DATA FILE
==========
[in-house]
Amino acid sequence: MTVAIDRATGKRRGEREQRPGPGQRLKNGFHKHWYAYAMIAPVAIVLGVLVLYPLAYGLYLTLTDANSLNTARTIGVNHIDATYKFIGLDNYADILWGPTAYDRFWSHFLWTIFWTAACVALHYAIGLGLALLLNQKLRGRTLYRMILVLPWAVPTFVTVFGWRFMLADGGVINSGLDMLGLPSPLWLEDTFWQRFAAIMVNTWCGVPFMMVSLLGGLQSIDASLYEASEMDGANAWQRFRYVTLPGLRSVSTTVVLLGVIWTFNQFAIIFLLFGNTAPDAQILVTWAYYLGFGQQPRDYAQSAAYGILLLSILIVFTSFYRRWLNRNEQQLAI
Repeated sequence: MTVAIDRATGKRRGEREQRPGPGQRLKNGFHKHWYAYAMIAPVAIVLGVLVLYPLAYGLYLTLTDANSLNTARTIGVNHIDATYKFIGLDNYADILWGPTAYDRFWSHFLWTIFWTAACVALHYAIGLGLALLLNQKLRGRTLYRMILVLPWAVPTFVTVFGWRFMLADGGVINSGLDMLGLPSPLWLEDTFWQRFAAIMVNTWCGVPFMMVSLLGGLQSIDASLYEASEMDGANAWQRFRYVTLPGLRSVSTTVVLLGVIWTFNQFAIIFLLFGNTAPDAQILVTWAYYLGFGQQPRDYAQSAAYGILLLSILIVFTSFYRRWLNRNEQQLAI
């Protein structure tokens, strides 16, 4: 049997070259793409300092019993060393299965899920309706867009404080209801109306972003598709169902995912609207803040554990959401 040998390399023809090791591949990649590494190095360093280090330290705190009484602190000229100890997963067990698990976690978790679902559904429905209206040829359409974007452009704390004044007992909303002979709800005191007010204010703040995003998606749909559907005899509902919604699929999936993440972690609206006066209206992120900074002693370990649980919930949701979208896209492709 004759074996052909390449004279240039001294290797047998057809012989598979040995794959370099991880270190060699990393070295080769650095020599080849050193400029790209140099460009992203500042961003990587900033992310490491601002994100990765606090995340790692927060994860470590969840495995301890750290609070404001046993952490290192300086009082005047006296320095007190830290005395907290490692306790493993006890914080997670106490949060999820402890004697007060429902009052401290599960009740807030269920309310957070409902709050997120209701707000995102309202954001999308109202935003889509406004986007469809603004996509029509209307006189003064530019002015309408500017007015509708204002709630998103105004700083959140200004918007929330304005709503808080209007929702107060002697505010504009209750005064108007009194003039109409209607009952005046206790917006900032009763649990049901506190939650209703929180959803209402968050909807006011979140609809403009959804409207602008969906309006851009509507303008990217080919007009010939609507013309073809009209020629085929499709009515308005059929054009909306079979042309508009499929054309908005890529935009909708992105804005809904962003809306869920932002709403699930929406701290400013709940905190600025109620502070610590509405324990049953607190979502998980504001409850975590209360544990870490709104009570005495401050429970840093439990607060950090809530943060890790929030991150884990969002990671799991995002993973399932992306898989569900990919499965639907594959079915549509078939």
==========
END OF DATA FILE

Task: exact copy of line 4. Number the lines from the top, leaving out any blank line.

């Protein structure tokens, strides 16, 4: 049997070259793409300092019993060393299965899920309706867009404080209801109306972003598709169902995912609207803040554990959401 040998390399023809090791591949990649590494190095360093280090330290705190009484602190000229100890997963067990698990976690978790679902559904429905209206040829359409974007452009704390004044007992909303002979709800005191007010204010703040995003998606749909559907005899509902919604699929999936993440972690609206006066209206992120900074002693370990649980919930949701979208896209492709 004759074996052909390449004279240039001294290797047998057809012989598979040995794959370099991880270190060699990393070295080769650095020599080849050193400029790209140099460009992203500042961003990587900033992310490491601002994100990765606090995340790692927060994860470590969840495995301890750290609070404001046993952490290192300086009082005047006296320095007190830290005395907290490692306790493993006890914080997670106490949060999820402890004697007060429902009052401290599960009740807030269920309310957070409902709050997120209701707000995102309202954001999308109202935003889509406004986007469809603004996509029509209307006189003064530019002015309408500017007015509708204002709630998103105004700083959140200004918007929330304005709503808080209007929702107060002697505010504009209750005064108007009194003039109409209607009952005046206790917006900032009763649990049901506190939650209703929180959803209402968050909807006011979140609809403009959804409207602008969906309006851009509507303008990217080919007009010939609507013309073809009209020629085929499709009515308005059929054009909306079979042309508009499929054309908005890529935009909708992105804005809904962003809306869920932002709403699930929406701290400013709940905190600025109620502070610590509405324990049953607190979502998980504001409850975590209360544990870490709104009570005495401050429970840093439990607060950090809530943060890790929030991150884990969002990671799991995002993973399932992306898989569900990919499965639907594959079915549509078939």